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Compact Disc

Manufacture Of A Compact Disc, Retrieving Information From A Disc, Drive Specifications, Care Of Cd-romsCD-ROM drives, Drive formats, Interfaces, Nonstandard SCSI interfaces

In 1978, Philips and Sony together launched an effort to produce an audio compact disc (CD) as a method of delivering digital sound and music to consumers. The two companies continued to cooperate through the 1980s and eventually worked out standards for using the CD technology to store computer data. These recommendations evolved into the CD-ROM technology of today.

The CD-ROM (compact disc-read only memory) is a read-only optical storage medium capable of holding 600 megabytes of data (approximately 500,000 pages of text), 70 minutes of high fidelity audio, or some combination of the two. Legend has it that the size of the compact disc was chosen so that it could contain a slow-tempo rendition of Beethoven's Ninth Symphony. As can be seen from Table 1, compact discs offer a high volume of data storage at a lower cost than other media.

The first users of CD-ROMs were owners of large databases: library catalogs, reference systems, and parts lists. Typical applications of CD-ROMs as storage media now include storage of such information as the following:

  • every listing from all of the Yellow Pages in the United States
  • maps of every street in the country
  • facsimile numbers for all publicly held businesses and government institutions
  • a 21-volume encyclopedia

The extremely thin metal layer of the CD, usually pure aluminum, reflects light from a tiny infrared laser as the disc spins in the CD player. The reflections are transformed into electrical signals and then further converted into meaningful data for use in digital equipment. © Kelly A. Quin. Reproduced by permission.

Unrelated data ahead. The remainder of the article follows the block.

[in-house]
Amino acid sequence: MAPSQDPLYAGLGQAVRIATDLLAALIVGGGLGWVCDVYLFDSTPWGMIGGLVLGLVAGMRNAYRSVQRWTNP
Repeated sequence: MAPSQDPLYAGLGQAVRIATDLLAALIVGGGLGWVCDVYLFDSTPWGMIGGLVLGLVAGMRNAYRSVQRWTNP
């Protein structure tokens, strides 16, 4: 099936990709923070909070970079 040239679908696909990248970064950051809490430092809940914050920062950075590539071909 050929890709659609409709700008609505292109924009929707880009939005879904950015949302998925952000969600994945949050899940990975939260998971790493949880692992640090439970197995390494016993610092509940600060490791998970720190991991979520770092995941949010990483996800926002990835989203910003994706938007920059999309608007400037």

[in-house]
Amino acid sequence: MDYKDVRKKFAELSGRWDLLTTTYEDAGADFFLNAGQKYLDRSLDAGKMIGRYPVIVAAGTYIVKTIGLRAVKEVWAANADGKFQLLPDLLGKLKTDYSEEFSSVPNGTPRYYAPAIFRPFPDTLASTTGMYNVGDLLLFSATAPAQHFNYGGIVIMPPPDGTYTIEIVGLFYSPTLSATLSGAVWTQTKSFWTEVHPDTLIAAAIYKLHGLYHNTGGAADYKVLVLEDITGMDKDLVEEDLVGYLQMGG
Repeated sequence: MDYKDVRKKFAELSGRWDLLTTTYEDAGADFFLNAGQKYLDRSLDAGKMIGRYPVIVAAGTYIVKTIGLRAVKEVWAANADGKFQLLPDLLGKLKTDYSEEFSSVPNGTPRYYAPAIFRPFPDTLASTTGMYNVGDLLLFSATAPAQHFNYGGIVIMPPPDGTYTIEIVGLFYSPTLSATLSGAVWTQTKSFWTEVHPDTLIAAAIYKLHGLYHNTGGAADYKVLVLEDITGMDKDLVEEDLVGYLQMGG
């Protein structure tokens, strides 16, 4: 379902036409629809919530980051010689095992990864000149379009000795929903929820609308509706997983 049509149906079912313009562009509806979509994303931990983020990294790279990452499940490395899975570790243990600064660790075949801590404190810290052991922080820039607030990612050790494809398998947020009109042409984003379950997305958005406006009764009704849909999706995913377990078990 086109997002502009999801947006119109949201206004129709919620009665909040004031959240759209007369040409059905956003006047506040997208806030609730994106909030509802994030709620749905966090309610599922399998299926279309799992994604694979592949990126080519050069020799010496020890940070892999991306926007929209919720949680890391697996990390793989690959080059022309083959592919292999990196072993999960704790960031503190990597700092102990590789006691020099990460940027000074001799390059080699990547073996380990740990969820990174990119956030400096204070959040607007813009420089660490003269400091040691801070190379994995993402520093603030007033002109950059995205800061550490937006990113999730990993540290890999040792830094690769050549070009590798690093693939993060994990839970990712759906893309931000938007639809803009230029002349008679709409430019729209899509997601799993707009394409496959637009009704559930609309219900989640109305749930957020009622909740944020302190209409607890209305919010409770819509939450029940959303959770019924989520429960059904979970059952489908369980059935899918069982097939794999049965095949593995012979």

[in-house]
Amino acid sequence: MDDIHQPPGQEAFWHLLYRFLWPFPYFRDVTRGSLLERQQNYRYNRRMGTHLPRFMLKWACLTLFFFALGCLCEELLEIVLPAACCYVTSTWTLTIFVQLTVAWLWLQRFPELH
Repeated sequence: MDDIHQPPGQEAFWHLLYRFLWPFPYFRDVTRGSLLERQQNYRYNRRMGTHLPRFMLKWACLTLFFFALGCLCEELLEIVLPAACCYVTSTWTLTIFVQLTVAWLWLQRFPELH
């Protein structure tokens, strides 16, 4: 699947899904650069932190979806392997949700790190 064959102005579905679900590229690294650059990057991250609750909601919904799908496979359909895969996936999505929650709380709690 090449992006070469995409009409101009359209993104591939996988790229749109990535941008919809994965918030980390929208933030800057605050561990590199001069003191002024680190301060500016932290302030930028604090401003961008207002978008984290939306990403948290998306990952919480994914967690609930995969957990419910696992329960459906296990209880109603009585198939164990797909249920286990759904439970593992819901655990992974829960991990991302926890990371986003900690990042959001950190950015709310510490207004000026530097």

CD-ROMs are expected to achieve significant impact in storage of the following kinds of documents:

  • business reference materials
  • interactive educational materials for schools
  • scholarly publications
  • government archives
  • home-based reference materials

Each CD-ROM drive for a personal computer (PC) may be characterized according to the following:

  • drive specifications
  • formats the drive can read
  • interface the drive requires to connect the computer

The data on compact discs need to be organized if the CD-ROM drive and computer are to make sense of the data. The data are therefore encoded to conform to certain standards. Although advanced CD-ROM standards are still evolving, most drives today comply with earlier CD-ROM formats.

The CD-ROM interface is the physical connection of the drive to the PC's expansion bus. The three typical interfaces are SCSI Standard, SCSI-2, and ASPI, and nonstandard SCSI.

SCSI standard interfaces

Small Computer System Interface (SCSI) refers to a group of adapter cards that conform to a set of common commands. These adapter cards allow a chain of devices to be strung from a single adapter. Consequently, SCSI interfaces are preferred for connecting a CD-ROM drive to a personal computer.

SCSI-2 and ASPI interfaces

SCSI-2 and Advanced SCSI Programming Interfaces (ASPI) take into account rapid enhancements of computer interface technology. SCSI-2 incorporates several enhancements, including greater data throughput and improved read and write technologies. ASPI provides a standard software interface to the host adapter hardware.

One Minute Of... Storage Space Required
audio, mono 700 kilobytes
audio, stereo more than 1.5 megabytes
animation 2.5 to 5.5 megabytes
video 20 to 30 megabytes, compressed

Nonstandard SCSI interfaces may not accept installation of multiple SCSI devices; in cases where this is not a problem, they may prove acceptable.

Additional topics

Science EncyclopediaScience & Philosophy: Cluster compound to Concupiscence